(9) “Equal decimal or fractional counts” means a decimal value such as 0.50 or 0.33 or 0.25 or 0.20 for two, three, four, or five (respectively) continuing candidates, or a fractional value such as one half, one third, one fourth, or one fifth.
(10) After the election results have been certified the Secretary of State shall publish (make available to the public) all the counts that were used during the rounds of elimination and also publish the starting pairwise comparison counts for the candidates who are popular enough to have any possibility of winning.
(11) If ranked choice voting is used in a primary election and two candidates from that political party are allowed to progress to the general election then the candidate who is last eliminated before electing the winning candidate can be elected as the party's second candidate in the general election.
(12) For the purpose of statutes that require vote counts that indicate support for each political party, such as to distinguish between a minor party and a major party, the number of voters who support a party's candidate is the vote count of the single highest-ranked candidate on each ballot before the elimination rounds begin. For this purpose if a ballot ranks two or more candidates at the same highest ranking level then this ballot does not contribute support to any political party.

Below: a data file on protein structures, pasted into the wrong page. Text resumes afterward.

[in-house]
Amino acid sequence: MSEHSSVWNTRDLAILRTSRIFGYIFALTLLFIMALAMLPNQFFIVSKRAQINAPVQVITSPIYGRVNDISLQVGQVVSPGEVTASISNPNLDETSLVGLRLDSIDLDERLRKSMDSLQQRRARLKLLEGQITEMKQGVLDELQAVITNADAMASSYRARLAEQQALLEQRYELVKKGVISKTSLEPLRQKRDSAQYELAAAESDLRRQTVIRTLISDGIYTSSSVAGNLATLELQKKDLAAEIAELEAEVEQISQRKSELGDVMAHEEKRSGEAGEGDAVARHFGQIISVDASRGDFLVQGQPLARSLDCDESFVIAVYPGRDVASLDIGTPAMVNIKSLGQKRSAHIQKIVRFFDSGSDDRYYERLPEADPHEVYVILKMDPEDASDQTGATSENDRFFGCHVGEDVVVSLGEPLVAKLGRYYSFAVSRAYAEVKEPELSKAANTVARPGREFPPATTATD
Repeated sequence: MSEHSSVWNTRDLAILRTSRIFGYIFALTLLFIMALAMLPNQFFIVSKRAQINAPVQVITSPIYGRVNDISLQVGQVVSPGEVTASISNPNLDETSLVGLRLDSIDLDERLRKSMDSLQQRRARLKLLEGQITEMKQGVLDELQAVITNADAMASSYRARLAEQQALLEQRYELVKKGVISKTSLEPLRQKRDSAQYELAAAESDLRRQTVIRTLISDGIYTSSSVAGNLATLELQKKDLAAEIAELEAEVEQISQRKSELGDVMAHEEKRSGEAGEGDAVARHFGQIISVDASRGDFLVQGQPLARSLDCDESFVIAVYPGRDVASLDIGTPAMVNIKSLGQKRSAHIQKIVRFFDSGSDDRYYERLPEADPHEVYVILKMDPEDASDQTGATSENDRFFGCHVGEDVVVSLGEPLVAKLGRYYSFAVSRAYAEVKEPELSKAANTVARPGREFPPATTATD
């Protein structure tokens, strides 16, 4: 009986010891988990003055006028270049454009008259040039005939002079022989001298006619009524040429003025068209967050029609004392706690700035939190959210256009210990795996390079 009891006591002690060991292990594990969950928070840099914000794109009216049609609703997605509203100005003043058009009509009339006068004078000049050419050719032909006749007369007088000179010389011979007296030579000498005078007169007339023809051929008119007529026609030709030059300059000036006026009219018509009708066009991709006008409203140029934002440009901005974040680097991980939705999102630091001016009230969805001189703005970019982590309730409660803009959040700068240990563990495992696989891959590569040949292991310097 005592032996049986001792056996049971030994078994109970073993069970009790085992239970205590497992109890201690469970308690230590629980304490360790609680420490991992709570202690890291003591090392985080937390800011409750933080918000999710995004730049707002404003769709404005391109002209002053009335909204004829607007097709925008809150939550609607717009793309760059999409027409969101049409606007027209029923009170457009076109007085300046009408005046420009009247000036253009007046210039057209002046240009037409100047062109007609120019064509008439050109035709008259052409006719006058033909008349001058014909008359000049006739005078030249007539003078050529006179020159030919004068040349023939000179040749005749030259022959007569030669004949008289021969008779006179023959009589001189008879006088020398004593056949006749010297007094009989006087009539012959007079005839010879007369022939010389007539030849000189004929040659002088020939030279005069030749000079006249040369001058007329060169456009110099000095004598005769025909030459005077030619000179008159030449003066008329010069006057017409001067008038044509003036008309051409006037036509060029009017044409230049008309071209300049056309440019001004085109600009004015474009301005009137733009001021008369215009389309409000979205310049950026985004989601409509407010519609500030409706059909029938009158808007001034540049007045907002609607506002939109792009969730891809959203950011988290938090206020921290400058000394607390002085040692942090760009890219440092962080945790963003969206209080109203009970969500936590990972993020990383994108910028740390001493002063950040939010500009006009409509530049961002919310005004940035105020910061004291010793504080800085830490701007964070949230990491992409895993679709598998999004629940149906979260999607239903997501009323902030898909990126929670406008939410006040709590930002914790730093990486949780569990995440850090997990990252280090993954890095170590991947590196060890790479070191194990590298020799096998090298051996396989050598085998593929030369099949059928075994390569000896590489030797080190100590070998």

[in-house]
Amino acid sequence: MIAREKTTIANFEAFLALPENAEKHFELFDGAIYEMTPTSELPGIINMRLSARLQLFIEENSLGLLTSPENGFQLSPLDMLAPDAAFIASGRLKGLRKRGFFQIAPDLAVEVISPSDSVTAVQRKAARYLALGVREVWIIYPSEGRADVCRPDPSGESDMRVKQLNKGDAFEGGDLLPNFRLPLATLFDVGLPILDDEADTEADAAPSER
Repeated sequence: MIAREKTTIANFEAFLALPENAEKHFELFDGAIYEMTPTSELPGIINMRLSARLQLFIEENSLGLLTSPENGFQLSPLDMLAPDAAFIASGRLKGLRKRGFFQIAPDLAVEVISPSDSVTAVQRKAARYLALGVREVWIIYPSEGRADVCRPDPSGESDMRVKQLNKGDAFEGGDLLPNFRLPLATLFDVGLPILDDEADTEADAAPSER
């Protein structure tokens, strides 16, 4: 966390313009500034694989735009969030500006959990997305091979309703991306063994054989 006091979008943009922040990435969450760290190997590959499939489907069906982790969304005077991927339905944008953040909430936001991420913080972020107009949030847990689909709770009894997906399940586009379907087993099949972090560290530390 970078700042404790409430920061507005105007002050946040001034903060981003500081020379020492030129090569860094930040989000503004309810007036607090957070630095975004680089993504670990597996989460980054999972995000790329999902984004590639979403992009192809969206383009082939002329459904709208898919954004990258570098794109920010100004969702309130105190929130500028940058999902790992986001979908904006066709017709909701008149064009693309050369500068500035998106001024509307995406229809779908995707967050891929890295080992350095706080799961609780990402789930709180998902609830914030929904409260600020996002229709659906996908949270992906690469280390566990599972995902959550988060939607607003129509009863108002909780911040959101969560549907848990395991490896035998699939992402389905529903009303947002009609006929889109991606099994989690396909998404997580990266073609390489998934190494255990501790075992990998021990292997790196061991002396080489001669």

[section ???] Resolving a tie during elimination rounds: (1) If there is a tie in an elimination round then the tied continuing candidate who has the largest pairwise opposition count is eliminated as the least-popular candidate. If there is still a tie then the tied continuing candidate who has the smallest pairwise support count is eliminated as the least-popular candidate. If there is still a tie then the court that has jurisdiction over the election shall choose which of the tied candidates is to be eliminated. After the tie is resolved the elimination rounds are continued.
(2) “Pairwise opposition count” means the number produced by counting on each ballot the number of continuing candidates who are ranked higher than the candidate being considered and adding these counts across all the ballots.
(3) “Pairwise support count” means the number produced by counting on each ballot the number of continuing candidates who are ranked lower than the candidate being considered and adding these counts across all the ballots.
You can contact us, the Ranked Choice Oregon organizers, by sending an email message to “action” at this website's domain name (RankedChoiceOregon dot org).
Our postal mailing address is: Ranked Choice Oregon, PO Box 2351, Portland, OR, 97208